Los Angeles and Paris are neck and neck in their race to host the 2024 Olympic games, and the holder of Europe’s broadcasting rights is hedging its $1.4 billion bet on which city and time zone will prevail.
Discovery Communications Inc.’s Eurosport is trying to strike a deal with French broadcasters before the final decision is made by September, according to a person familiar with the talks. Should it be Paris, the winning French channel could get the world’s biggest sporting event at a discount on home soil. But if Los Angeles is picked and the games aren’t in European time zones, it means the French channel will have overpaid.
Eurosport’s rights would be faced with a “huge financial hit” if the games are in Los Angeles because a large proportion of the events would be broadcast in the early morning, said Tim Crow, chief executive officer of Synergy, a firm that advises Olympic sponsors. “You could say it would lose over half its value,” Crow said.
NBC has tied up broadcasting rights for the U.S., the most lucrative market by far, but it’s the first time a single network has owned television rights across Europe. Eurosport is paying the International Olympic Committee for the two winter and two summer games though 2024 — excluding the rights to Tokyo 2020 in France and the U.K. — an agreement made just before Discovery took control of the channel two years ago.
Eurosport has been re-selling rights to local sub-licensees, including the U.K.’s BBC, to guarantee payback on some of its outlay. In countries like Germany where it hasn’t resold rights, Eurosport will broadcast some events for free on its own channel.
While the Olympic rights catapult the broadcaster into the mainstream, the importance of the deals reflect the state of the embattled Olympic movement, which relies on television contracts for about three-quarters of its revenue. The IOC has been left with two bidders after cites like Boston, Rome and Budapest pulled out amid public pressure over the cost of the games.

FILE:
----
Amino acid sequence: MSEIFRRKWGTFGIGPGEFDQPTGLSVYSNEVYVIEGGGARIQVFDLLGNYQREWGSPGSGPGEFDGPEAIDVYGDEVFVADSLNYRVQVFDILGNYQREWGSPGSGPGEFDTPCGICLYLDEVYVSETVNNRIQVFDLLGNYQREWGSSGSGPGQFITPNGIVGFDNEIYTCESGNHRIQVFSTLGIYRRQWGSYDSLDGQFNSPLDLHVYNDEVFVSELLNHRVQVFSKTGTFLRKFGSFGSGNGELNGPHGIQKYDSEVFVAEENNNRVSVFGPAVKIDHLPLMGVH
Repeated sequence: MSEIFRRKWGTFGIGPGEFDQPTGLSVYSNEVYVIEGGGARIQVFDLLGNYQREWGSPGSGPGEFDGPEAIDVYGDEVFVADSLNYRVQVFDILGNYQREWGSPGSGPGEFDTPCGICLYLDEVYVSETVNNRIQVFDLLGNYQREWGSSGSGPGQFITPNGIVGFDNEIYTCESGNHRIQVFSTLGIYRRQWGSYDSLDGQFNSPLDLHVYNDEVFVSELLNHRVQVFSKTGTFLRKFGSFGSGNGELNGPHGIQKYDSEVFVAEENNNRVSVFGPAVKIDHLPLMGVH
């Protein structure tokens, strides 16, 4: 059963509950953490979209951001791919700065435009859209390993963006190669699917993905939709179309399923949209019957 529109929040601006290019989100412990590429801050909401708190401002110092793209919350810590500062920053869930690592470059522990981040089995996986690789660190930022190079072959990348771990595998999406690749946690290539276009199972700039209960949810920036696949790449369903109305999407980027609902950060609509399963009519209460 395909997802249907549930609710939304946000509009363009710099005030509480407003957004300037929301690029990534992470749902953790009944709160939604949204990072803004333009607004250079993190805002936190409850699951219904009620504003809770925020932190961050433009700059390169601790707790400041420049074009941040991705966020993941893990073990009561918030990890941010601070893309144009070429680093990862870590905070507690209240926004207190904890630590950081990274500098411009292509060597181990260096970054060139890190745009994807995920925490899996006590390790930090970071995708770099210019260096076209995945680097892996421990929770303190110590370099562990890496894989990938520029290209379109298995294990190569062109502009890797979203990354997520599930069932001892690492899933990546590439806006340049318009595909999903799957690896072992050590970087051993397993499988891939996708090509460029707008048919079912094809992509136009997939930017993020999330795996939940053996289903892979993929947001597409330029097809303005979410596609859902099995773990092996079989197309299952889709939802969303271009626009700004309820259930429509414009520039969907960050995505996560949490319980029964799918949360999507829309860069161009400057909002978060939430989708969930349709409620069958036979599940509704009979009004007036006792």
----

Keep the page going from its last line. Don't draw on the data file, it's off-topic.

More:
The fear at Eurosport is that if Paris isn’t chosen in 2024, there may be a dearth of future European candidate cities, according to the person familiar with the company’s position, who asked not to be identified because the negotiations are private. Eurosport declined to comment, though CEO Peter Hutton said by email the company had already concluded more than half of its agreements to ensure free-to-air broadcasts.
IOC President Thomas Bach has suggested giving the 2028 games to whichever city isn’t selected for 2024. Paris said it has no interest in staging the games four years later and Los Angeles said it’s focused on its current bid.
“Before games are awarded the people at Eurosport and its sub-licence holders would be saying, ‘Wouldn’t it be great if they were in a European time zone’ and NBC would be saying, ‘Wouldn’t it be great if they were in an American time zone,”’ Roger Mosey, a former director of sport at the BBC, who was responsible for its London 2012 coverage.
A Paris victory followed by a U.S. games is likely to suit the beleaguered IOC best. It would mean negotiations for the next set of European television rights could take place before 2024 and ahead of 2028 in the U.S., said Crow, the consultant.
With a television contract that dwarfs all the others, and home to six of the 13 Olympic sponsors, the U.S. market is the engine that drives the movement. Those sponsorship deals are usually long term, and run through 2020. A 2028 games in Los Angeles would likely convince those companies, which include Coca-Cola Co. and McDonald’s Corp., to sign up for another decade.
What’s more, NBC is already paying $7.7 billion to screen the next three winter and summer games in the U.S. through 2032. An NBC Sports spokesperson said by email that the Olympics produce large viewing figures regardless of where they are hosted, though a domestic games would be appealing.
Los Angeles would also be a safe bet for the IOC whether for 2024 or 2028. After games bankrupted Montreal in 1976, very few takers came forward to host the event, before the California city revamped the model and in 1984 made the first Olympic profit in five decades.
“The IOC needs to move forward in rebooting the confidence in hosting because of all the problems it’s had in attracting bidders,” said Michael Payne, the IOC’s former marketing head, and an advocate of the Los Angeles bid. “If Eurosport are anxious to lock this up before the IOC’s decision that presumably means people are thinking the race is still very open.”